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We May Soon Be Able to Detect Alzheimer’s Early Using a Wearable Device

Your smart watch could help save your brain.


Alzheimers and other neurodegenerative diseases are often not caught very early on, making them harder for doctors to treat. However, word has it that new technology is being developed which could allow us to catch the disease before symptoms progress. Researchers from the Early Detection of Neurodegenerative diseases (EdoN) in the UK are looking into a device that can test for Alzheimer’s Dementia (AD) earlier using wearable technology. 

You may already have a wearable smart device that uses digital recordings like your step count or your heart rate to help you understand your body better. Researchers from EdoN suggest that wearables could give us just as much insight into how likely a person is to get AD. 

Wearable devices can record information about a person’s gait (the way someone walks), their movements, heart rate, sleep patterns, and more. Research has shown that even inexpensive sensors can pick up changes in the way a person behaves or walks. Factors like these are important indicators of the onset of AD. 

The researchers are looking to take an integrative approach to detecting AD by using new wearable technology along with traditional technologies that are commonly used. In a press release, Professor Chris Holmes, health program director at EdoN, explained, “Artificial intelligence has the potential to transform the learning opportunities from large-scale data studies such as EdoN by integrating information from multiple sources. We will use AI to deliver new insights into the early signals of disease by combining digital data measurements with traditional sources such as brain imaging and memory tests.”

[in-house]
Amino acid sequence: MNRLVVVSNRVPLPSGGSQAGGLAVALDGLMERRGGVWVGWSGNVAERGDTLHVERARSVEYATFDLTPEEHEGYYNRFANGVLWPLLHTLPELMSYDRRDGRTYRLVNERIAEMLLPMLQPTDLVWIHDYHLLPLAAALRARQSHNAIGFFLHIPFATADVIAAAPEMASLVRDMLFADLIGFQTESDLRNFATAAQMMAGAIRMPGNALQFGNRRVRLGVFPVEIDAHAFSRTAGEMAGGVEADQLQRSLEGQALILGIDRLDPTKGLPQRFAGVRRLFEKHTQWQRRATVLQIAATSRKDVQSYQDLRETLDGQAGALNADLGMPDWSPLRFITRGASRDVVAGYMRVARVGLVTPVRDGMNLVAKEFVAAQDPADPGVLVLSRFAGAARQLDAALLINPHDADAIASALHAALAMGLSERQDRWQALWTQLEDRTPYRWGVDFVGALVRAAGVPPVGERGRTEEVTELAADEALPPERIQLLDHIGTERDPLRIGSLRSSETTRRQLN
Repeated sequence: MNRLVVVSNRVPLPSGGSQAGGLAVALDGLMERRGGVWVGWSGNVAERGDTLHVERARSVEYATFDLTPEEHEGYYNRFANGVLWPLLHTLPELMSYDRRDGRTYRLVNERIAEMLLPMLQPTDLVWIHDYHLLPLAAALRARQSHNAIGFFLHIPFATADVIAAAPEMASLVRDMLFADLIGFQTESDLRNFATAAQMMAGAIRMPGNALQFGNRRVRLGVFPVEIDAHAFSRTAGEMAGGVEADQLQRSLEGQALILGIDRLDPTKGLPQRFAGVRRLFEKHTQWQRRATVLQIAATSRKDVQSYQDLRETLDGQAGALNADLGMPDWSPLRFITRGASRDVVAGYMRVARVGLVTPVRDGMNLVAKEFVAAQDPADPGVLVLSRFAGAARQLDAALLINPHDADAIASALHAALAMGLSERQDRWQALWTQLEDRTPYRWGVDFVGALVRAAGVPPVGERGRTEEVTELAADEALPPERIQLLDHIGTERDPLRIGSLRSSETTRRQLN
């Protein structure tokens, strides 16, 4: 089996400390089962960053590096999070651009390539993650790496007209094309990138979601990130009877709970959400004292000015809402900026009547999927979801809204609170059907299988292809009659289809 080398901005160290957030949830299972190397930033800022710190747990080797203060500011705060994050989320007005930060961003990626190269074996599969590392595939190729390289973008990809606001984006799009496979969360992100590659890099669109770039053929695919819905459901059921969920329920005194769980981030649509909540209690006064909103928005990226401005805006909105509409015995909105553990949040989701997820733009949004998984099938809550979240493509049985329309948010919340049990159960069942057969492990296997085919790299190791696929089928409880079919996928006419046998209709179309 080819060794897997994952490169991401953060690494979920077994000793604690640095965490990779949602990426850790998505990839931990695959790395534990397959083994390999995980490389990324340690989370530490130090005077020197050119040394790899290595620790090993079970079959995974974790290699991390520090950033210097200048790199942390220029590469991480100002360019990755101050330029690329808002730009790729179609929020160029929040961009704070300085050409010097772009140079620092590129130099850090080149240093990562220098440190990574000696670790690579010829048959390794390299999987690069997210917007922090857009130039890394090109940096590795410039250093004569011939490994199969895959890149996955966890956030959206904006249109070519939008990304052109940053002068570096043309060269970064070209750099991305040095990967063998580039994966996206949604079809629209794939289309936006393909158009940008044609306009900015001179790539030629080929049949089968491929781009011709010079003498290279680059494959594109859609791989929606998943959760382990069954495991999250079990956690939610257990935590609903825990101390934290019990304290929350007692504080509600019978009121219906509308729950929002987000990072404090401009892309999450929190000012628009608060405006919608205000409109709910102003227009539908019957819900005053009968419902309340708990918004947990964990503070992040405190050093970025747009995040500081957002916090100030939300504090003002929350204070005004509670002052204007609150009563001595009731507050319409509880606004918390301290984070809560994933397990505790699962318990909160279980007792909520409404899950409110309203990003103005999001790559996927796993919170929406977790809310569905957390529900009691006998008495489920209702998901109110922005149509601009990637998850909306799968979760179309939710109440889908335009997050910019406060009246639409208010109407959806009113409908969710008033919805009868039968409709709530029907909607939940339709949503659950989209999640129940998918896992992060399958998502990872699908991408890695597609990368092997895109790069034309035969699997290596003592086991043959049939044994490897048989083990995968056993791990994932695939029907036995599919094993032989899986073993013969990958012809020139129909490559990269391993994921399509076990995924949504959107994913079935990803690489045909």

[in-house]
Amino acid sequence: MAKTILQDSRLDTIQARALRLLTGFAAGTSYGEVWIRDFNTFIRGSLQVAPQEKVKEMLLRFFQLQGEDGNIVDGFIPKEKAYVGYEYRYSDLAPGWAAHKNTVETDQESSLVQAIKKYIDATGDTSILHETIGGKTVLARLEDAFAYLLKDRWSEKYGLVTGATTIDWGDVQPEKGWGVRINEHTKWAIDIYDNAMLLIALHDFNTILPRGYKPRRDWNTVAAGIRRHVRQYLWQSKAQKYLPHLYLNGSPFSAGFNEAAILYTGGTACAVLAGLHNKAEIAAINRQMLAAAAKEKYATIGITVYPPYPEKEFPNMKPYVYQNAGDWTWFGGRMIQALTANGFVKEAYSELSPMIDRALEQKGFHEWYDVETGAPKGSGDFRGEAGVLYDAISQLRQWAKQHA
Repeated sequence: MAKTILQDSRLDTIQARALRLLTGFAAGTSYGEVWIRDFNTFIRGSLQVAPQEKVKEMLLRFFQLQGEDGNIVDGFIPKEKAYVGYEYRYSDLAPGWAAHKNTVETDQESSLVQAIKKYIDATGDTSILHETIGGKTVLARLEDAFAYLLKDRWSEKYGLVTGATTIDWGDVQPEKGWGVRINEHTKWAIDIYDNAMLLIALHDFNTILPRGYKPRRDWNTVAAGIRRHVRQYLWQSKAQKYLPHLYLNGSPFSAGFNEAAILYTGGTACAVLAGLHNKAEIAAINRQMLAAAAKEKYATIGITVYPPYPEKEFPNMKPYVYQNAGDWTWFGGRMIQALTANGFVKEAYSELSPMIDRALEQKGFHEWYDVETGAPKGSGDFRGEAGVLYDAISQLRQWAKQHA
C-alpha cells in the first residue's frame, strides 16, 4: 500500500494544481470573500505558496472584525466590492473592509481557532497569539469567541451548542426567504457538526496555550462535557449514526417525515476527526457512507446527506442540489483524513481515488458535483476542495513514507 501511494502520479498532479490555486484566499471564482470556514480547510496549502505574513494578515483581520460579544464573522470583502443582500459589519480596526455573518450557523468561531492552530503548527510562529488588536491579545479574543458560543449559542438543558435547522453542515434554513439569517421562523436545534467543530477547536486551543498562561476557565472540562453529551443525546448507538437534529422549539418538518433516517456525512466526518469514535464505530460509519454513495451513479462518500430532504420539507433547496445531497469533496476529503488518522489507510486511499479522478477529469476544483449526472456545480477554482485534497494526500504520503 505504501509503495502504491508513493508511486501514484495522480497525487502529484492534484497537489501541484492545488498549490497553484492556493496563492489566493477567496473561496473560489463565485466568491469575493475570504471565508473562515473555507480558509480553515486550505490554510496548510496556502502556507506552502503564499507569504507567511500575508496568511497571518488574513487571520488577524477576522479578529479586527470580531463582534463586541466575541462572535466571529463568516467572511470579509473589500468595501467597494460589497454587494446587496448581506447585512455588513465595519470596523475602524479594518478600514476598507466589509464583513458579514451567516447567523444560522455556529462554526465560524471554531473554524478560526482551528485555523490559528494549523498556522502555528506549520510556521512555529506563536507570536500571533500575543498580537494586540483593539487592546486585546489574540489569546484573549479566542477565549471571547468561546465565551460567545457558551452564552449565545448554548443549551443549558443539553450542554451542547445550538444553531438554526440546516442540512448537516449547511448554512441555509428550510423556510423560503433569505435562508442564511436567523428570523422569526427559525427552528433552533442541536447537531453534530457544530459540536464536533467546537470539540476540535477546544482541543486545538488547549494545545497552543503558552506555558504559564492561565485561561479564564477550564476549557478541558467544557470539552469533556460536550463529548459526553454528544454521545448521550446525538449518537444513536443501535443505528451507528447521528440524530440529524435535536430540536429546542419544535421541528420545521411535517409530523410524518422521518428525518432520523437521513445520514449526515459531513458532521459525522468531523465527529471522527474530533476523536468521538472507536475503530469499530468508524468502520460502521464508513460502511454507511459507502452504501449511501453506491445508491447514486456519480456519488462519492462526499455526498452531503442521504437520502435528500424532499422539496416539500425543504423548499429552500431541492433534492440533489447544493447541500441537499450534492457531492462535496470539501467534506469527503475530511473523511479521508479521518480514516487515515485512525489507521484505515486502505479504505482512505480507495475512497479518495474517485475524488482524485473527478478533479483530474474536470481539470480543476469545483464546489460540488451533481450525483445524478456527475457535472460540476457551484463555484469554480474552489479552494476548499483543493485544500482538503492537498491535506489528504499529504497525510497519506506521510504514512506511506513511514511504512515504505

The folks at EdoN suggest that ongoing readings of a person’s heart rate, sleep patterns, speech and language patterns, and even pupil movements will help them more able to determine a person’s likelihood of contracting the disease. For example, things that will occur in the earliest stages of dementia include changes in walking speed, stride, and symmetry (a person might become clumsier). In the press release, Carol Routledge, director of research at Alzheimer’s Research UK, explained, “Identifying the very earliest changes in these diseases would transform research efforts today, giving us the best chance of stopping these diseases before the symptoms of dementia start to get in the way of life.”

EdoN is a major part of the UKs goal for using artificial intelligence and data collection to prevent chronic diseases like Alzheimer’s. Though initiated in the UK, EdoN is a global initiative, and it’s even gotten funding from none other than Bill Gates! For now, the estimated time span for such a device to be available on the market is three years. How exciting is that?

Here’s to a brighter future for the diagnosing and treatment of dementia! 

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